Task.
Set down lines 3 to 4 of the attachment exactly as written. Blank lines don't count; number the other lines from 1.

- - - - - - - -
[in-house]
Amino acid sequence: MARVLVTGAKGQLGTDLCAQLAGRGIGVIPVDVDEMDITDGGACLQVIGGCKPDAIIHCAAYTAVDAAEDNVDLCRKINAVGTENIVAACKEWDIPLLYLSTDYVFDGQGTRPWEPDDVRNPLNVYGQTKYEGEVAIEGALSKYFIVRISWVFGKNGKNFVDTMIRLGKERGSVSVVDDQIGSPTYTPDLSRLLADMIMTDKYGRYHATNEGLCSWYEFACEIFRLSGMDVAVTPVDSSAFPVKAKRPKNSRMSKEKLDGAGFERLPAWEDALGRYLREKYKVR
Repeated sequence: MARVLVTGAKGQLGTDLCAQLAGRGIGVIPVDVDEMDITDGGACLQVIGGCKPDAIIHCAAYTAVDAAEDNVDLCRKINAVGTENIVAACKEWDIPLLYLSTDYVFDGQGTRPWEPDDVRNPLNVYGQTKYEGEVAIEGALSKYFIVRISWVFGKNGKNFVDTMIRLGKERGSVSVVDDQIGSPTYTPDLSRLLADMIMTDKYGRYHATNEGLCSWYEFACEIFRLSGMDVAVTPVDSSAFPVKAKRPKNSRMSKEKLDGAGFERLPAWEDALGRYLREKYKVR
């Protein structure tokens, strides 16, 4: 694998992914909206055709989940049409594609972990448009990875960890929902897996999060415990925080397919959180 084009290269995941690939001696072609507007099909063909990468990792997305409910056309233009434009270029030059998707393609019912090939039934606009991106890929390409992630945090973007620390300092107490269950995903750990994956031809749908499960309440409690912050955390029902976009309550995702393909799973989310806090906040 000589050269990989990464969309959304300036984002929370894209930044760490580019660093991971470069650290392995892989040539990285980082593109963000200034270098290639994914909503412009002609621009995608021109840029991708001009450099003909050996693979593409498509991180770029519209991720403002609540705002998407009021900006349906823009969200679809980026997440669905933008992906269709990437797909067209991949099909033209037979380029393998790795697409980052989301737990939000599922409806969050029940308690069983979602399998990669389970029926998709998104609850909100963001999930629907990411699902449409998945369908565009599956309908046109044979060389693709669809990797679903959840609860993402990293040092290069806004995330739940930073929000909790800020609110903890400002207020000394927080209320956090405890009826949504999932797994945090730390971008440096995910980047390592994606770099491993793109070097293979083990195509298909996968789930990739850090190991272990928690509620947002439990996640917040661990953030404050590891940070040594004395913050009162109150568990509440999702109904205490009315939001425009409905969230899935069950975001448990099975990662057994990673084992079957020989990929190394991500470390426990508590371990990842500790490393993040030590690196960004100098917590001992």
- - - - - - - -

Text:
Repeated sequence: MARVLVTGAKGQLGTDLCAQLAGRGIGVIPVDVDEMDITDGGACLQVIGGCKPDAIIHCAAYTAVDAAEDNVDLCRKINAVGTENIVAACKEWDIPLLYLSTDYVFDGQGTRPWEPDDVRNPLNVYGQTKYEGEVAIEGALSKYFIVRISWVFGKNGKNFVDTMIRLGKERGSVSVVDDQIGSPTYTPDLSRLLADMIMTDKYGRYHATNEGLCSWYEFACEIFRLSGMDVAVTPVDSSAFPVKAKRPKNSRMSKEKLDGAGFERLPAWEDALGRYLREKYKVR
């Protein structure tokens, strides 16, 4: 694998992914909206055709989940049409594609972990448009990875960890929902897996999060415990925080397919959180 084009290269995941690939001696072609507007099909063909990468990792997305409910056309233009434009270029030059998707393609019912090939039934606009991106890929390409992630945090973007620390300092107490269950995903750990994956031809749908499960309440409690912050955390029902976009309550995702393909799973989310806090906040 000589050269990989990464969309959304300036984002929370894209930044760490580019660093991971470069650290392995892989040539990285980082593109963000200034270098290639994914909503412009002609621009995608021109840029991708001009450099003909050996693979593409498509991180770029519209991720403002609540705002998407009021900006349906823009969200679809980026997440669905933008992906269709990437797909067209991949099909033209037979380029393998790795697409980052989301737990939000599922409806969050029940308690069983979602399998990669389970029926998709998104609850909100963001999930629907990411699902449409998945369908565009599956309908046109044979060389693709669809990797679903959840609860993402990293040092290069806004995330739940930073929000909790800020609110903890400002207020000394927080209320956090405890009826949504999932797994945090730390971008440096995910980047390592994606770099491993793109070097293979083990195509298909996968789930990739850090190991272990928690509620947002439990996640917040661990953030404050590891940070040594004395913050009162109150568990509440999702109904205490009315939001425009409905969230899935069950975001448990099975990662057994990673084992079957020989990929190394991500470390426990508590371990990842500790490393993040030590690196960004100098917590001992």